Don Williams ’18 was one of the students who found a racist note left on his car. In the following days, Williams helped organize sit-ins and community gatherings to provoke the administration into action.
“The event that occurred on Sunday night … I was like ‘wow, out of all three years of being here, I have never been subject to that type of racism before, especially here at St. Olaf.’ I have been here for three years, you would think somebody would be consistent,” Williams said.Sit-ins began on Monday, April 24 in the Buntrock Commons Crossroads. Students of color also created signs to hang around campus, including messages such as “What are you doing to help blacks feel at home,” “I’m sick of white tears” and “liberals are racist, too.” Krysta Wetzel ’18 has also been a prominent organizer in response to the hate speech and spent part of the day touring campus to speak against hate through their megaphone.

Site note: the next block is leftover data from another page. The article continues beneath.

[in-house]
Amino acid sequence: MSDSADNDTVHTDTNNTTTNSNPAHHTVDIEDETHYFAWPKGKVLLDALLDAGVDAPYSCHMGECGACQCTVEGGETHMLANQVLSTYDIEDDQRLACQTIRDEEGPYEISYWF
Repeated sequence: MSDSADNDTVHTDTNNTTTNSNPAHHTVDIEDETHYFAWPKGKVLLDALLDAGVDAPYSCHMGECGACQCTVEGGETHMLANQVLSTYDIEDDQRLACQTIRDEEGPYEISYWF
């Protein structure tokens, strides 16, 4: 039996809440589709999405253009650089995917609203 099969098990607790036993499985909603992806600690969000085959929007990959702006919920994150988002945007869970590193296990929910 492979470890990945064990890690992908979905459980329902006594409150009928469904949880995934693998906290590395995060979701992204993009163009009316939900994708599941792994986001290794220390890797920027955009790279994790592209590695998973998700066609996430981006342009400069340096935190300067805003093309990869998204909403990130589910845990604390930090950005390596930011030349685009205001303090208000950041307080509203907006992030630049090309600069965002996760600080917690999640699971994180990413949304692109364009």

“People care about these [hate speech incidents], but a lot of things are going on that aren’t as visible that get ignored. What am I going to do to express this, or vent this, or get people to understand how angry I am and why I’m upset. I was just like ‘You know what, what if I just went around campus yelling at people. That would feel great … I thought, I could disrupt people’s lives so that they understand that this is not just an email and it goes away, because it doesn’t,” Wetzel said. “It stays in the minds of the people that it’s targeted towards.”
“People care about these [events], but a lot of things are going on that aren’t as visible that get ignored,” Wetzel said. “What am I going to do to express this, or vent this, or get people to understand how angry I am and why I’m upset. I was just like ‘You know what, what if I just went around campus yelling at people. That would feel great.’”
Wetzel spoke to groups of students in the Quad, the Cage and Stav Hall during lunch time. Their Stav Hall speech was recorded and posted to Facebook, where it has now received over 36,000 views.